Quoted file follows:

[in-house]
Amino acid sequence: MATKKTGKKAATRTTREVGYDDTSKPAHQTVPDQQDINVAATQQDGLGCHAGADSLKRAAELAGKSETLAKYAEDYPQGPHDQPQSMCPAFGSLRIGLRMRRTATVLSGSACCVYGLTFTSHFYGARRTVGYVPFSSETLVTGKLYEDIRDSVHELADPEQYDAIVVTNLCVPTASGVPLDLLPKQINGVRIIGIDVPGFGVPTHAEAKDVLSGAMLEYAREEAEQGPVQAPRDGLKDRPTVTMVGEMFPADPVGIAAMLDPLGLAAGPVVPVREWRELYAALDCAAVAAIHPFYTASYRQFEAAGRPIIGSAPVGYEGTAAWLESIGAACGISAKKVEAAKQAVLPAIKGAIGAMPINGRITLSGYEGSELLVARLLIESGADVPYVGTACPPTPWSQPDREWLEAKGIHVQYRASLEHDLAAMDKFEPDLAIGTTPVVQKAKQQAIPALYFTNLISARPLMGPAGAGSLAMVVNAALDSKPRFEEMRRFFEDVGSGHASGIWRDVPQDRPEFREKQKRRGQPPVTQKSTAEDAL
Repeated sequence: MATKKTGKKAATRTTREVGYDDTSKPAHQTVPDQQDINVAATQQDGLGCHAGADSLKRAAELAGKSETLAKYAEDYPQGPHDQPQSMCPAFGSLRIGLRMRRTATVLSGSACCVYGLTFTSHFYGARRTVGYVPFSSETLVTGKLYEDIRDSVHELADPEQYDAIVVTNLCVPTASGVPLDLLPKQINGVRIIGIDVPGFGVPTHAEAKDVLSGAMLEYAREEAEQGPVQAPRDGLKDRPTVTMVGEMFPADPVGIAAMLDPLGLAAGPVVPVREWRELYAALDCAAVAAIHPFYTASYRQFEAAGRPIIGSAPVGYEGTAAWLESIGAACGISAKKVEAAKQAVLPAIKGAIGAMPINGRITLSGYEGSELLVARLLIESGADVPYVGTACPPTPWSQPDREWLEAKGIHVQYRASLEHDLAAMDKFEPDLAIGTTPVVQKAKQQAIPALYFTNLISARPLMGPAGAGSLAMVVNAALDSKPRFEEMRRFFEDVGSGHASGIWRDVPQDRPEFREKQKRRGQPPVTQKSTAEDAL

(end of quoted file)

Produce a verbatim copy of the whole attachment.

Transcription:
[in-house]
Amino acid sequence: MATKKTGKKAATRTTREVGYDDTSKPAHQTVPDQQDINVAATQQDGLGCHAGADSLKRAAELAGKSETLAKYAEDYPQGPHDQPQSMCPAFGSLRIGLRMRRTATVLSGSACCVYGLTFTSHFYGARRTVGYVPFSSETLVTGKLYEDIRDSVHELADPEQYDAIVVTNLCVPTASGVPLDLLPKQINGVRIIGIDVPGFGVPTHAEAKDVLSGAMLEYAREEAEQGPVQAPRDGLKDRPTVTMVGEMFPADPVGIAAMLDPLGLAAGPVVPVREWRELYAALDCAAVAAIHPFYTASYRQFEAAGRPIIGSAPVGYEGTAAWLESIGAACGISAKKVEAAKQAVLPAIKGAIGAMPINGRITLSGYEGSELLVARLLIESGADVPYVGTACPPTPWSQPDREWLEAKGIHVQYRASLEHDLAAMDKFEPDLAIGTTPVVQKAKQQAIPALYFTNLISARPLMGPAGAGSLAMVVNAALDSKPRFEEMRRFFEDVGSGHASGIWRDVPQDRPEFREKQKRRGQPPVTQKSTAEDAL
Repeated sequence: MATKKTGKKAATRTTREVGYDDTSKPAHQTVPDQQDINVAATQQDGLGCHAGADSLKRAAELAGKSETLAKYAEDYPQGPHDQPQSMCPAFGSLRIGLRMRRTATVLSGSACCVYGLTFTSHFYGARRTVGYVPFSSETLVTGKLYEDIRDSVHELADPEQYDAIVVTNLCVPTASGVPLDLLPKQINGVRIIGIDVPGFGVPTHAEAKDVLSGAMLEYAREEAEQGPVQAPRDGLKDRPTVTMVGEMFPADPVGIAAMLDPLGLAAGPVVPVREWRELYAALDCAAVAAIHPFYTASYRQFEAAGRPIIGSAPVGYEGTAAWLESIGAACGISAKKVEAAKQAVLPAIKGAIGAMPINGRITLSGYEGSELLVARLLIESGADVPYVGTACPPTPWSQPDREWLEAKGIHVQYRASLEHDLAAMDKFEPDLAIGTTPVVQKAKQQAIPALYFTNLISARPLMGPAGAGSLAMVVNAALDSKPRFEEMRRFFEDVGSGHASGIWRDVPQDRPEFREKQKRRGQPPVTQKSTAEDAL